CHINUA ACHEBE - Things Fall Apart

   I first heard about Chinua Achebe’s, Things Fall Apart when I was much younger, but I took no interest in it because I felt that it was not my kind of book. However, I came across the book again and since it was highly recommended and based on Igbo-African culture, I had to read it. I felt that that from reading it, I would gain a lot more knowledge about my culture both as an African and as an Igbo girl.

The novel’s main theme concerns the pre- and post-colonial life in late 20th century in Nigeria, it also re-evaluates the colonial moment, as a significant phase in the historical development of the African people. But what I like is that it doesn’t just portray the pre and post colonial history but it also emphasizes the culture of the characters - the Igbo culture; I even learnt some new things myself.

Achebe portrayed Igbo life from the point of view of an African man, and used the language of his people, he was able to greatly influence African novelist, who viewed him as a mentor.
The novel portrays the life of Okonkwo - an Igbo leader & a wrestling champion in the fictional Umuofia village. It doesn’t just talk about his personal history. It also introduces the influence of British colonialism and Christian missionaries on the Igbo community and how he was affected by it. The story of Okonkwo is a very peculiar one, his character affords the reader the opportunity to explore a complex range of emotions - at first I didn’t like him, but with time I started to understand his point of view and the motivation behind his actions, even if I didn’t agree with them.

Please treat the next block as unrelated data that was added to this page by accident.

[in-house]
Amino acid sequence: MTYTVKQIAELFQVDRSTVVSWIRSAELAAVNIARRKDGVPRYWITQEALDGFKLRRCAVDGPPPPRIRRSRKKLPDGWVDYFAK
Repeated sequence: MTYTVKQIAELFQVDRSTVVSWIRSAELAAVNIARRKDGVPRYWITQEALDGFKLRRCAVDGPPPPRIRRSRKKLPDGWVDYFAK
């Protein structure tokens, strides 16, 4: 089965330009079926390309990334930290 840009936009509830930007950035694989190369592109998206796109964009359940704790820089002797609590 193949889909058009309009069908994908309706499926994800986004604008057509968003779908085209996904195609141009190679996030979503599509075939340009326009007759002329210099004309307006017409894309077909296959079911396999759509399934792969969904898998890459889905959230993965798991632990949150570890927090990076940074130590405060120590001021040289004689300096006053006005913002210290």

I’m trying very hard not to give too much detail but it is clearly worth a read, especially if you’re interested in African culture.

Another thing about the novel, which I find extremely amazing is the use of proverbs. I took some time to underline some of my favorites while reading and I’m sure you’ll find them interesting, especially if you’re a word collector like me.

Among the Igbo the art of conversations is regarded very highly, and proverbs
are the palm-oil with which words are eaten.

Achebe’s novel is one that humanizes Africa; it doesn’t portray Africans as savages who were in need of western enlightenment, however, it presents its culture as intriguing, profound and elaborate enough to inspire the most considered literary treatment.
Achebe sees himself primarily as a teacher, and in “Things Fall Apart” he teaches all of us something new every time we return to the novel. Have you read any of Chinua Achebe’s novels?, what is your opinion of African Literature?, Did you at any point find them not worth reading?. Let’s have a chat in the comments.

-A.O Martina